As a pet owner, the last thing you want is for your furry friend to become ill.
Unfortunately, it is almost inevitable: especially when they seem to want to eat everything and anything they can get their little paws on.
Sometimes you can’t be careful enough, and your dog will sniff out items that you have tucked away on the counter, seemingly out of their reach.
Maybe your kids have dropped a chocolate bar on the carpet, or sometimes, it can be as frustrating as litter being left in the street, out in the open for your pet to virtually inhale before you’ve even had a chance to react.
It happens to all of us, and that is why it is so important to know what to do in those situations. It is never nice to induce vomit from a pet, but in cases like these, it is for their own good.
Here is how you can make your dog throw up as safely as possible.
WARNING: If your dog is a brachycephalic breed, such as a pug, King Charles spaniel, bulldog, etc, please contact your veterinarian before attempting to induce sickness.
Brachycephalic breeds are more at risk of having aspiration pneumonia, an infection caused by substances from the stomach or mouth entering the lungs.
Call Your Veterinarian
If your pet has ingested something bad and you’re worried that they could become ill over time, you should get in contact with your vet as soon as possible.
They will give you more advice than we can, giving you specific instructions on how to safely induce vomiting for your specific breed of dog.
If the substance was particularly toxic, your veterinarian may ask that you take your dog to them. It is far better to be safe than sorry, and while you may feel that you can save your pet alone, you’ll be in a much better, safer position if you have medical advice to guide you.
Check That It’s The Safe Option
In some cases, making your dog throw up can cause more harm than good.
It all depends on what exactly they have ingested: if they have eaten something corrosive, such as bleach, or some kind of battery, bringing the substance back up may cause trauma to their esophagus and lungs.
If they have swallowed a sharp object, you should definitely not attempt to make them sick!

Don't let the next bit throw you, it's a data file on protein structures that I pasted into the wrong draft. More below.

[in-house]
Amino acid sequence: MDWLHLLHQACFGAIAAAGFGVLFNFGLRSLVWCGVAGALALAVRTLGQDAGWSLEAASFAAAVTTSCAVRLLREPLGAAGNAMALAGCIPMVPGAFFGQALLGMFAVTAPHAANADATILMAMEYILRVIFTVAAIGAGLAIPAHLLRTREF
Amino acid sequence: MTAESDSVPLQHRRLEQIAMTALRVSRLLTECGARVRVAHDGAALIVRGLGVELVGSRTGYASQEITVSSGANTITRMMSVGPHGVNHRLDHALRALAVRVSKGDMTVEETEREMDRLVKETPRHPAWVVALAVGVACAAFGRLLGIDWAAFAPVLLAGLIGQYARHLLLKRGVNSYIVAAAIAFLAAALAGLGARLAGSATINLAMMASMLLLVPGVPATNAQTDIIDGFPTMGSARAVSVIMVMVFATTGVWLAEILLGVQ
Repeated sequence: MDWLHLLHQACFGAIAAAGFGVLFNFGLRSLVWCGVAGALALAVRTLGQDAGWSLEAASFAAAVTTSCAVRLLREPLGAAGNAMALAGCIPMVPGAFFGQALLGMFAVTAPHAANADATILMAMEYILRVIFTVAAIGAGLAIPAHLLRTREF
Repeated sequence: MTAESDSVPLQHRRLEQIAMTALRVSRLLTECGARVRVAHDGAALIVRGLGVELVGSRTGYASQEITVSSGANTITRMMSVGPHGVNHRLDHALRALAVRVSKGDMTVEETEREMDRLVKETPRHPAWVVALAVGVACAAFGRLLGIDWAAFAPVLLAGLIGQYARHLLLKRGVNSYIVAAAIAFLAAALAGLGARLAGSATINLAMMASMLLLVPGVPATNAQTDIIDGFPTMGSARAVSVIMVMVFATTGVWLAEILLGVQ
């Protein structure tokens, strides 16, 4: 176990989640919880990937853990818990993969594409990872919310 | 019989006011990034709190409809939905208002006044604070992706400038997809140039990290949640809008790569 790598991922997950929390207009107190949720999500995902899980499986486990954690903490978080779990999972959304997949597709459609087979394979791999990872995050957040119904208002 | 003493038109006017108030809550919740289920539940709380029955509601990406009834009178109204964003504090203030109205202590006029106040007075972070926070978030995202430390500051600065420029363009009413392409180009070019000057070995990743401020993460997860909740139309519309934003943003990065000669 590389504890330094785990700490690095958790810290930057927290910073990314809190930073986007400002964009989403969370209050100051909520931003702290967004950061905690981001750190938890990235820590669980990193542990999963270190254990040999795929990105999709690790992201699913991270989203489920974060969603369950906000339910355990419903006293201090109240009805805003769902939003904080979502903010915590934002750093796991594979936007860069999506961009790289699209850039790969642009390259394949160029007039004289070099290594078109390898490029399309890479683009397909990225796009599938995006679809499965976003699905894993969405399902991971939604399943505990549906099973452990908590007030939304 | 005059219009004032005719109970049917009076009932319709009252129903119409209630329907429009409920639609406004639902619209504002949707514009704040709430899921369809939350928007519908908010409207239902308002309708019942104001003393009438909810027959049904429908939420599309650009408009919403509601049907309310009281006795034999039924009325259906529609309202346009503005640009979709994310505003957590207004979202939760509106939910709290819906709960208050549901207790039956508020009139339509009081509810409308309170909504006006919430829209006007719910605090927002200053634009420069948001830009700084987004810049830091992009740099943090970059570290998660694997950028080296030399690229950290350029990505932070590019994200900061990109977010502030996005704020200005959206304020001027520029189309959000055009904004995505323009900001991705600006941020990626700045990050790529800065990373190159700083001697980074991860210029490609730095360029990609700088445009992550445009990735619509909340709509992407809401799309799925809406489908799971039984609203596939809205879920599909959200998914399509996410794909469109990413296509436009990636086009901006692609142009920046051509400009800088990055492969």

Bringing the sharp object back up could tear their esophagus and cause bleeding, which could lead to choking, infection, and more.
You should research what will and will not harm your pet through induced vomiting, as you don’t want to make them become more poorly.
It’s also important to note that you should not induce vomiting if your dog has already been sick, has trouble breathing, is having seizures, or is unconcious.
Make Sure Your Dog Has Eaten Beforehand
If this harmful material was the first thing your dog has eaten all day, or if they haven’t eaten a proper meal for a couple of hours, you should probably feed them something else before inducing sickness.
Don’t feed them a huge meal as that may cause them to become more ill if they have already swallowed something harmful: just feed them something small to line their stomachs.
This will also help them when they eventually need to vomit, as their stomachs won’t be so empty that there is nothing else to bring back up.
If their stomach is completely empty, it will be more difficult for them to vomit up the harmful material that you want to get rid of.
Use Hydrogen Peroxide
There is only one for-sure safe option when making a dog vomit, and that is giving a dose of hydrogen peroxide.
This is something that every dog owner should already own as part of their dog’s first aid kit.
The dosage given is different for each dog, depending on their size, breed and age.
It is extremely important that you give the correct dosage to your pet, as giving too much could result in an overdose: this could be fatal. If you’re unsure, check online or call your veterinarian.
Provide the hydrogen peroxide through a feeding syringe, making sure that your pet has ingested the entirety of the medicine correctly by squirting it between his/her back teeth, down their throat.
Hydrogen peroxide typically works within 10-15 minutes, and can cause your dog to vomit on-and-off for the best part of an hour.
If they haven’t vomited within 15 minutes, you may give a second dose.
Comfort Your Dog
Just like us humans, it is fairly uncomfortable for a dog to vomit.
Make sure that they are as comfortable as possible, perhaps setting up an area for them to lay down and try to relax while they are being sick.
It would also be a smart idea to pay down some towels or leftover training pads to catch the vomit, just to make the clean up a little easier afterwards.
It is very important that your dog doesn’t eat the vomit after it’s come up, so make sure it’s cleaned up as soon as possible.
If you’d like, you can sit with your dog and comfort them.
It is important that you keep an eye on them regardless, checking for any abnormalities while they are being sick: if your pet experiences diarrhea, bloating, or is vomiting for more than 45 minutes, you’ll need to contact your veterinarian right away.
Call Your Veterinarian (Again, if You Already Have)
Even if you have followed all the correct steps and your dog appears to be feeling better, it is so very important that you inform your veterinarian.
If you can, collect some of the vomit to take and show them, so they may do tests to work out if there is anything left to do to ensure your dog remains healthy after ingesting the toxic materials.
They may ask to see your pet in person, but if it appears that they are feeling better and behaving normal again, this might be the end of the journey!
Hopefully your dog will have a quick recovery, and will be feeling back to normal in no time.
The most important factor in scenarios like this is timing: it can be the difference between your pet being ill for just under an hour, or them having to be put on an IV drip in the vets for a much longer time.
The key is to keep calm, comfort your furry friend, and help them along their road to recovery.